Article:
A Phoenix Edition CD, an Austrian label distributed in the US by Naxos of America, features a young cellist, Dimitri Maslennikov, with the NDR (North German Radio) Symphony Orchestra under Christoph Eschenbach’s direction. In addition to conducting, Eschenbach made his mark as a world-class pianist. The music broods in the best Shostakovian manner, and when it grins, it’s through clenched teeth. If you want a sense, as great art, of what life under Stalin was like, have a listen, but perhaps not to this release (Phoenix Edition 128). While the engineering is exceptionally fine –– the performances sound closer to live than canned –– the cellist’s far too polite. Check out arkivmusic.com for available Rostropovitch performances of the two concertos. (The first is the better known.)
If the music’s to your liking, I recommend your looking into the string quartets. They’re among their century’s best. And for this I’d recommend Chandos Historical CHAN 10064(4), with the original members of the Borodin Quartet performing quartets one to thirteen. Chandos is unnecessarily coy about recording dates. Shostakovitch composed the thirteenth in 1970. These sessions took place before the composer penned his remaining two. The set’s available at ArkivMusic.com.
Difficult to guess how many of the six or seven classical buffs reading this I’ll shock, but what the hell, caution to the wind, devil take the hindmost, helter-skelter, hell for leather, cats and dogs. I cannot sit through a Bruckner symphony. The music’s coyly coital, bombastic rhetoric forever falls short of ejaculation. (“Ejaculate” is to achieve male orgasm, yes, but it also means “to blurt out.”) Going nowhere, the heavy breathing builds and collapses. In the world of Teutonic grandiosity, Mahler is a more engaging and inventive composer, but here too, with the symphonies, histrionic self-involvement oftimes proves much of a muchness. Before you succumb to apoplexy, bear in mind that you’re reading the opinions of one insignificant scribe. If they gave a damn, Bruckner and Mahler’s spirits would already be planning to piss on my grave.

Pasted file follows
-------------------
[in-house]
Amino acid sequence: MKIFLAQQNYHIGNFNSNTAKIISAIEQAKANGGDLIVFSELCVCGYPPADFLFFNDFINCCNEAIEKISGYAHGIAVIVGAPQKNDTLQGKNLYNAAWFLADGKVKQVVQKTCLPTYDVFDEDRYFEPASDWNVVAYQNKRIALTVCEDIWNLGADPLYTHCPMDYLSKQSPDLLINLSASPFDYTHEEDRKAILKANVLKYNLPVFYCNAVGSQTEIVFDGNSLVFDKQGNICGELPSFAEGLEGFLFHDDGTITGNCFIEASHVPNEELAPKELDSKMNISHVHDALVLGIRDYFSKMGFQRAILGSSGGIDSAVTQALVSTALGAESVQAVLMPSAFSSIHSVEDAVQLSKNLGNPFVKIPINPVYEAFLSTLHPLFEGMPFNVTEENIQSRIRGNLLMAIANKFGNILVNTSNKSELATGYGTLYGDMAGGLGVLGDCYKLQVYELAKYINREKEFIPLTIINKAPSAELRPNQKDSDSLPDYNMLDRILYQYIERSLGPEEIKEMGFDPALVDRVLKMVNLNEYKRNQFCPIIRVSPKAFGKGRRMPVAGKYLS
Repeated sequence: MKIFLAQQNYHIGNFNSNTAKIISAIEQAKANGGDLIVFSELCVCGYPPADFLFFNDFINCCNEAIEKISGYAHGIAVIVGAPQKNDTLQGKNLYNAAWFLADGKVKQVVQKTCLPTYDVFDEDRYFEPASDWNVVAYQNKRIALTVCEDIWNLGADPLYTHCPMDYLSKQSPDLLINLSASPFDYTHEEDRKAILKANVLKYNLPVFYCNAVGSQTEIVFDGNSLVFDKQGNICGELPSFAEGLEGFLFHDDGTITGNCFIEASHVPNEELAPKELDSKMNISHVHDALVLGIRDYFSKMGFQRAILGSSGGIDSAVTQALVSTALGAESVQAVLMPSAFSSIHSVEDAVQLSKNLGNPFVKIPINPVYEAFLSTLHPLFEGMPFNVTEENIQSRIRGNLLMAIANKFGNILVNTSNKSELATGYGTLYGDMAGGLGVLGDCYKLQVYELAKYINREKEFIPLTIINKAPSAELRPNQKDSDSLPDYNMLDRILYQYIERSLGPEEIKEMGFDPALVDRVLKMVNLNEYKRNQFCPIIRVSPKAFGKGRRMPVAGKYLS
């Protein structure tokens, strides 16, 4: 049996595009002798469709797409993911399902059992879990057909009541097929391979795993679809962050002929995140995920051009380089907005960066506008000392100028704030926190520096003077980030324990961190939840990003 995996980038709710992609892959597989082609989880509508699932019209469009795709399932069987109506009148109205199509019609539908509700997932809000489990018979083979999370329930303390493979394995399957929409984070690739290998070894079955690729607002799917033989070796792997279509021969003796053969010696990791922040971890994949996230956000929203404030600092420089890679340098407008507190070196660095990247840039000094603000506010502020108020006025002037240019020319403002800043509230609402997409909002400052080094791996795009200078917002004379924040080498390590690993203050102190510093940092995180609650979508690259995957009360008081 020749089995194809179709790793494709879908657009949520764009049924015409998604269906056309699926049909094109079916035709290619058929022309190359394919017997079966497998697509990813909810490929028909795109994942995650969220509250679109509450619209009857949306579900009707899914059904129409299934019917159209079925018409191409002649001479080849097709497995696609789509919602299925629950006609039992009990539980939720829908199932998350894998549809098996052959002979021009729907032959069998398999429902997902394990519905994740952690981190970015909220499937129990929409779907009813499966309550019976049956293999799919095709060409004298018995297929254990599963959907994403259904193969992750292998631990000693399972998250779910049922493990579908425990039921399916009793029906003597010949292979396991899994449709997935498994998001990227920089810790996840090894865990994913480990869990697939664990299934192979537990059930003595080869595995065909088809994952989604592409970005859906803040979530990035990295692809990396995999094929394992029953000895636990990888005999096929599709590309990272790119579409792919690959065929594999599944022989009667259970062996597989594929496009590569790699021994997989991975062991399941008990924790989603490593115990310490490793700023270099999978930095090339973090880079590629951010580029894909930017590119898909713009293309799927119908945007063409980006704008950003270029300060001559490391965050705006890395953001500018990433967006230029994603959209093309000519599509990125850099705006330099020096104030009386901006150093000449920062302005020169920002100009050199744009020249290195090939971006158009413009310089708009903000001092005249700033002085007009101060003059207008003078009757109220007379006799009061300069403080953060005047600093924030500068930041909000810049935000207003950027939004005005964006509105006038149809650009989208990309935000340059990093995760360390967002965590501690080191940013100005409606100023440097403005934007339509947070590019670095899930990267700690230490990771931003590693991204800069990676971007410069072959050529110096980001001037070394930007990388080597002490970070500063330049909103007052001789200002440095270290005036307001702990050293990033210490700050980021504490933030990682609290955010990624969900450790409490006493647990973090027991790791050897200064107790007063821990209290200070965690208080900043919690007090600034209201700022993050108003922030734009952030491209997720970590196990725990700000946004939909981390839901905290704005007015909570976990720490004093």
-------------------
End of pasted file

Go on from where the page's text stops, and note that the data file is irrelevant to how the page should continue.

The abovementioned insignificant scribe hears Mahler’s songs with orchestra as a different matter entirely, with Das Lied von der Erde as a favorite among favorites. Notable recordings abound: Bruno Walter conducting the Vienna Philharmonic, with the great British contralto Kathleen Ferrier and tenor Julius Patzak, released in 1952. I have a later Walter recording in stereo (1963), with mezzo Mildred Miller, tenor Ernst Haefliger, and the NY Phil (Sony Classics SMK 64455), and another I treasure, Otto Klemperer’s reading with the Philharmonia Orchestra and New Philharmonia Orchestra, with mezzo Christa Ludwig and tenor Fritz Wunderlich, recorded over the course of a few years (’64 and again in ’66 / EMI 5 66944). My favorite modern recording, and perhaps my favorite, period, is Boulez’ 1999 reading, issued in ’01, with the Vienna Philharmonic, mezzo Fioleta Urmana and tenor Michael Schade (Deutsche Grammophon 289 469 526-2). Quite apart from, in this context, a refreshing French sensibility, Boulez brings a signature lucidity to the score. Indeed that’s the one quality that informs the best of his recordings.
I have a few others as well, to which, as our immediate subject, I’ve added a hybrid SACD – Das Lied’s first? – with Michael Tilson Thomas conducting the San Francisco Symphony, tenor Stuart Skelton, and baritone Thomas Hampson. The production appears on the orchestra’s own label (San Francisco Symphony 821936-0199-2). Enough for the purpose of these remarks to report that, as one might expect, the performances are excellent. It’s the disc’s hybrid aspect that calls for comment. The multi-channel SACD iteration is probably a delight. Mine is a CD-only system on which the two-channel mix sounds pretty good. I recommend the release on faith to those of you with multi-channel rigs. For you old-timey stereo holdouts, go for the Boulez.